You could never accuse Nia Impact Capital of being short of ambition. The impact fund based in Oakland is aiming to shift our entire economy to make it more equal, fair and just. That means thinking carefully about who controls the money.
Kristin Hull, founder and CEO of Nia, is clear about the importance of diversity when it comes to finance and investing. In fact, Nia Impact Capital only invests in companies that have women in positions of leadership, weaving a gender lens in its approach. Kristin talks of how almost every where in the world boards of directors are “male, pale and stale”. This creates inequality and a dearth of viewpoints.
A recent study commissioned by the Knight Foundation found how asset management firms are disproportionately run by white men, yet there is no statistical difference in how well they perform, compared to diverse-owned firms. The same 2019 study revealed that women and minorities manage just 1.3% of assets in an industry worth about $70tn. We agree that if we can shift those numbers, even if just a small amount, it will make a big difference.
The founder practices what she preaches, describing her team as small and mighty. Nia has a number of women in its ranks and actively looks to recruit more through its Change the Face of Finance internship programme. It trains young women and non-white people who would like to build a career in sustainable finance. Kristin wants to grow Nia and to get more voices involved in who is running the money in this world.
Nia - a Swahili word meaning intention and purpose – does not stop at supporting and investing in women. Its flagship portfolio, Nia Global Solutions, invests in 50 companies that are providing sustainable solutions to global problems. The investment thesis focuses on six themes, from education and affordable housing to healthcare.
Kristin believes we need to move money from so-called zombie portfolios. Her portfolios are actively managed and diversified with the aim to move people away from passive investing and indexing. Instead, the focus is on making sure that every investor intimately knows the companies they are putting money into and that they can be absolutely proud of each one. Depending on the platform, investments start at just $100 for high school and college students using an app created by NewDay, through to $100,000 for some of the bigger brokerage houses.
People and planet
It is Kristin’s conviction that there doesn’t need to be a trade-off between the positive impact these companies can have and the financial return to investors - and this has largely been borne out. Investing in solutions that are needed for people and the planet and then weaving that gender lens throughout is proving to have more alpha than the benchmarks at this time.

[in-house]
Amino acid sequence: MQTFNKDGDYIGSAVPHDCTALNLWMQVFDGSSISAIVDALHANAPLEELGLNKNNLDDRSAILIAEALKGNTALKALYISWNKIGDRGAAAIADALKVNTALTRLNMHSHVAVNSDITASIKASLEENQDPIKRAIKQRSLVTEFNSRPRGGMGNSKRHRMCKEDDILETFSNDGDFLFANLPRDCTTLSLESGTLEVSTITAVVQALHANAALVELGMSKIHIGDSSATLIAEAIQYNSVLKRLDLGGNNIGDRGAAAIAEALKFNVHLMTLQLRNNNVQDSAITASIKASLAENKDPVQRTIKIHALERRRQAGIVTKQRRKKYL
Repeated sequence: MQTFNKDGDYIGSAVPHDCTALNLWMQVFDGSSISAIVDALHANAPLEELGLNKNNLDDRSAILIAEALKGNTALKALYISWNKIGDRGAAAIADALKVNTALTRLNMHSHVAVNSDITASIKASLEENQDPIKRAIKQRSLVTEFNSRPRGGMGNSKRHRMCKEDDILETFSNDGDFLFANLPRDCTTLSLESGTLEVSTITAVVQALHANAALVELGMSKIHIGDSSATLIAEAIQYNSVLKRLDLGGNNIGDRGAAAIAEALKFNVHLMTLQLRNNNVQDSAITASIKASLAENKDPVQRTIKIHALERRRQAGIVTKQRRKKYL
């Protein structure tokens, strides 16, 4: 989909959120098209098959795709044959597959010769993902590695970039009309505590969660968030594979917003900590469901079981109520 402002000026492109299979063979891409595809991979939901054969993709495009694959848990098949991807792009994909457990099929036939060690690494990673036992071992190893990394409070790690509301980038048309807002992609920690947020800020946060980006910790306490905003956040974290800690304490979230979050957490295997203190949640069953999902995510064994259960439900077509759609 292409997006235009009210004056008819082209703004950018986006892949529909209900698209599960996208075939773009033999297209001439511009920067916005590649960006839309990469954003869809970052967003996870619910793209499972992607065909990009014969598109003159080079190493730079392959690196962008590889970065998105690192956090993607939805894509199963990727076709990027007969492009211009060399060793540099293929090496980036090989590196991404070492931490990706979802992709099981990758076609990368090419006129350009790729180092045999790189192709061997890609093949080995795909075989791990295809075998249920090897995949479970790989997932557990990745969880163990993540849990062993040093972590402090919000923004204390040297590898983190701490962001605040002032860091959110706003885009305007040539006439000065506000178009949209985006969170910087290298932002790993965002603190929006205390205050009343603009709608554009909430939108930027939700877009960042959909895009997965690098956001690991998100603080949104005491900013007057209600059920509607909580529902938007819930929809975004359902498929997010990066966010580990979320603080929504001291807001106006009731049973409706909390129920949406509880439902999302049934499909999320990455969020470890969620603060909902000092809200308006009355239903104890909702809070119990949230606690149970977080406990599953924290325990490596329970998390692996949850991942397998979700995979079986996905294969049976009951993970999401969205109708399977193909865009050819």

In 2019, Nia Global Solutions had a strong year, finishing up 32%, benchmarked against the MSCI All Country World Index. This year is a slightly different picture because of how Covid-19 has rattled the markets. Yet with all the turmoil and uncertainty, the portfolio is up. For investors in this portfolio, short, sharp and colourful impact reports highlight a different issue each financial quarter and the solutions that are being developed to tackle these. The CEO explains that it is about drawing people in to read these reports, so they are kept to one page, with the hope that people might be interested enough to ask questions later.
Teaching and learning
As a previous kindergarten teacher, Kristin has a wealth of experience to draw from when it comes to holding people’s attention. She admits that teaching is something she continues to do every single day, albeit through the lens of finance. Before switching to this industry full time, she helped to fundraise for building and starting a charter school. Successful in raising capital, many people asked where she learned so much about money and realised, she was sitting on a lot of financial skills. Kristin thought of how different the world would be if a more diverse range of people were empowered with the same skills she had.
Kristin developed her own financial prowess with one of the best teachers around in her young life - her father. He started a trading firm in the family’s garage and, from the age of 14, she was learning about derivatives, commodities, futures and algorithms. “Buy low and sell high” was the family’s mantra. It worked. Her father eventually sold the business to Goldman Sachs, a moment that enabled Kristin to think about how she could combine her passion for making a difference and the world of finance.